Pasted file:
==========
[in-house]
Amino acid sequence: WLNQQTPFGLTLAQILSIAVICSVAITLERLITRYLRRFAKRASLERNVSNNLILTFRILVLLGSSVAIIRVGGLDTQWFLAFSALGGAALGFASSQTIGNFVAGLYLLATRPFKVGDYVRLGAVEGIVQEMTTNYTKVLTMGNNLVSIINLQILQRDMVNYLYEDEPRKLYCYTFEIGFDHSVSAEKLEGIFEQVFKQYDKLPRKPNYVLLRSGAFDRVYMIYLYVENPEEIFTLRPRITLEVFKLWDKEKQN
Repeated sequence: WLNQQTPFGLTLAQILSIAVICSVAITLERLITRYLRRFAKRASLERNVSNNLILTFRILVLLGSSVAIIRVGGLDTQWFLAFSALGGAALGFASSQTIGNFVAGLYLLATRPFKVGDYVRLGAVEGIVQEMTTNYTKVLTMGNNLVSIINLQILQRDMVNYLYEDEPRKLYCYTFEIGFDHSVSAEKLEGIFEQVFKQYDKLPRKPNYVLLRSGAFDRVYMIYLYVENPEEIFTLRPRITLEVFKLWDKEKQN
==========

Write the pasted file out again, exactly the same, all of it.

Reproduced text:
[in-house]
Amino acid sequence: WLNQQTPFGLTLAQILSIAVICSVAITLERLITRYLRRFAKRASLERNVSNNLILTFRILVLLGSSVAIIRVGGLDTQWFLAFSALGGAALGFASSQTIGNFVAGLYLLATRPFKVGDYVRLGAVEGIVQEMTTNYTKVLTMGNNLVSIINLQILQRDMVNYLYEDEPRKLYCYTFEIGFDHSVSAEKLEGIFEQVFKQYDKLPRKPNYVLLRSGAFDRVYMIYLYVENPEEIFTLRPRITLEVFKLWDKEKQN
Repeated sequence: WLNQQTPFGLTLAQILSIAVICSVAITLERLITRYLRRFAKRASLERNVSNNLILTFRILVLLGSSVAIIRVGGLDTQWFLAFSALGGAALGFASSQTIGNFVAGLYLLATRPFKVGDYVRLGAVEGIVQEMTTNYTKVLTMGNNLVSIINLQILQRDMVNYLYEDEPRKLYCYTFEIGFDHSVSAEKLEGIFEQVFKQYDKLPRKPNYVLLRSGAFDRVYMIYLYVENPEEIFTLRPRITLEVFKLWDKEKQN